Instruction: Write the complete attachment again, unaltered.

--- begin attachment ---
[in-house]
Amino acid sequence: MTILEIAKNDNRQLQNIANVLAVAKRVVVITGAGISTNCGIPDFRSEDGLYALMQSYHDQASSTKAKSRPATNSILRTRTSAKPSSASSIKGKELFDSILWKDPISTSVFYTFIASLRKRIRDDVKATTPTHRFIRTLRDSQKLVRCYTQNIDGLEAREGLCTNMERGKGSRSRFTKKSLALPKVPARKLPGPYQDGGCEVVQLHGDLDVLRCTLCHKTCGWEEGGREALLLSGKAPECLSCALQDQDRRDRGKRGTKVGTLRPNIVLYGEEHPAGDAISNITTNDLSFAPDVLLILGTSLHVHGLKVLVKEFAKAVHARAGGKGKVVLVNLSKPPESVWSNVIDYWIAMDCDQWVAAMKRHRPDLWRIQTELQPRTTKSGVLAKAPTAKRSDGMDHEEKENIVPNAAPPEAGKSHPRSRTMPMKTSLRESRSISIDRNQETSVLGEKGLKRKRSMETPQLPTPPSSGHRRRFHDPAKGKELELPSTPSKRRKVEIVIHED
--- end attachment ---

[in-house]
Amino acid sequence: MTILEIAKNDNRQLQNIANVLAVAKRVVVITGAGISTNCGIPDFRSEDGLYALMQSYHDQASSTKAKSRPATNSILRTRTSAKPSSASSIKGKELFDSILWKDPISTSVFYTFIASLRKRIRDDVKATTPTHRFIRTLRDSQKLVRCYTQNIDGLEAREGLCTNMERGKGSRSRFTKKSLALPKVPARKLPGPYQDGGCEVVQLHGDLDVLRCTLCHKTCGWEEGGREALLLSGKAPECLSCALQDQDRRDRGKRGTKVGTLRPNIVLYGEEHPAGDAISNITTNDLSFAPDVLLILGTSLHVHGLKVLVKEFAKAVHARAGGKGKVVLVNLSKPPESVWSNVIDYWIAMDCDQWVAAMKRHRPDLWRIQTELQPRTTKSGVLAKAPTAKRSDGMDHEEKENIVPNAAPPEAGKSHPRSRTMPMKTSLRESRSISIDRNQETSVLGEKGLKRKRSMETPQLPTPPSSGHRRRFHDPAKGKELELPSTPSKRRKVEIVIHED